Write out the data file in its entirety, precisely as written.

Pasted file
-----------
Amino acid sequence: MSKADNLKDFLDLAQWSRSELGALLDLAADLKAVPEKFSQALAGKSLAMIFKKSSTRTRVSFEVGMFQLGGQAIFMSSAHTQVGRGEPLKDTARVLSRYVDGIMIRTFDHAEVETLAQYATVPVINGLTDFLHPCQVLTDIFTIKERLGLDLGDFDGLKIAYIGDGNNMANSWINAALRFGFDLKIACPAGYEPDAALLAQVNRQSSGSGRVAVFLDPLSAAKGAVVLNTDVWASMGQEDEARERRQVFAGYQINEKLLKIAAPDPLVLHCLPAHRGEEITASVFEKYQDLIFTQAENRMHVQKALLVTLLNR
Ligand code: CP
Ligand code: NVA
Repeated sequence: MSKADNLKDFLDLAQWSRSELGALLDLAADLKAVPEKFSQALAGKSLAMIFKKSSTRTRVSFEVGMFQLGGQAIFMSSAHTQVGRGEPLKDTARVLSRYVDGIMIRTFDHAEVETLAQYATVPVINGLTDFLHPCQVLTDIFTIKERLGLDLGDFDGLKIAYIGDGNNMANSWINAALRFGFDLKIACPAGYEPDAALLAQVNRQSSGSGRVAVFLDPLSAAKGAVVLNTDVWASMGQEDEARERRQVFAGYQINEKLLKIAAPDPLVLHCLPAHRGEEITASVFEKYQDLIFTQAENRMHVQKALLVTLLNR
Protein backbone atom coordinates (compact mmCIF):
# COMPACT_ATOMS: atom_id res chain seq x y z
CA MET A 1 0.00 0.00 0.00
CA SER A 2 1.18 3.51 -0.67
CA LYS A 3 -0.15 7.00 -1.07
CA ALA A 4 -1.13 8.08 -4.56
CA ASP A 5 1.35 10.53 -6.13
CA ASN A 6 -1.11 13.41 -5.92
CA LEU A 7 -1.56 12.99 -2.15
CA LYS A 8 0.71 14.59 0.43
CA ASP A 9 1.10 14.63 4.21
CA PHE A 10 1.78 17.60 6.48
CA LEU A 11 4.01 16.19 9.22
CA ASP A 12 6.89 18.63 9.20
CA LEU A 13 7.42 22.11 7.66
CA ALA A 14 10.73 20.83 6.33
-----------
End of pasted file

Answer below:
Amino acid sequence: MSKADNLKDFLDLAQWSRSELGALLDLAADLKAVPEKFSQALAGKSLAMIFKKSSTRTRVSFEVGMFQLGGQAIFMSSAHTQVGRGEPLKDTARVLSRYVDGIMIRTFDHAEVETLAQYATVPVINGLTDFLHPCQVLTDIFTIKERLGLDLGDFDGLKIAYIGDGNNMANSWINAALRFGFDLKIACPAGYEPDAALLAQVNRQSSGSGRVAVFLDPLSAAKGAVVLNTDVWASMGQEDEARERRQVFAGYQINEKLLKIAAPDPLVLHCLPAHRGEEITASVFEKYQDLIFTQAENRMHVQKALLVTLLNR
Ligand code: CP
Ligand code: NVA
Repeated sequence: MSKADNLKDFLDLAQWSRSELGALLDLAADLKAVPEKFSQALAGKSLAMIFKKSSTRTRVSFEVGMFQLGGQAIFMSSAHTQVGRGEPLKDTARVLSRYVDGIMIRTFDHAEVETLAQYATVPVINGLTDFLHPCQVLTDIFTIKERLGLDLGDFDGLKIAYIGDGNNMANSWINAALRFGFDLKIACPAGYEPDAALLAQVNRQSSGSGRVAVFLDPLSAAKGAVVLNTDVWASMGQEDEARERRQVFAGYQINEKLLKIAAPDPLVLHCLPAHRGEEITASVFEKYQDLIFTQAENRMHVQKALLVTLLNR
Protein backbone atom coordinates (compact mmCIF):
# COMPACT_ATOMS: atom_id res chain seq x y z
CA MET A 1 0.00 0.00 0.00
CA SER A 2 1.18 3.51 -0.67
CA LYS A 3 -0.15 7.00 -1.07
CA ALA A 4 -1.13 8.08 -4.56
CA ASP A 5 1.35 10.53 -6.13
CA ASN A 6 -1.11 13.41 -5.92
CA LEU A 7 -1.56 12.99 -2.15
CA LYS A 8 0.71 14.59 0.43
CA ASP A 9 1.10 14.63 4.21
CA PHE A 10 1.78 17.60 6.48
CA LEU A 11 4.01 16.19 9.22
CA ASP A 12 6.89 18.63 9.20
CA LEU A 13 7.42 22.11 7.66
CA ALA A 14 10.73 20.83 6.33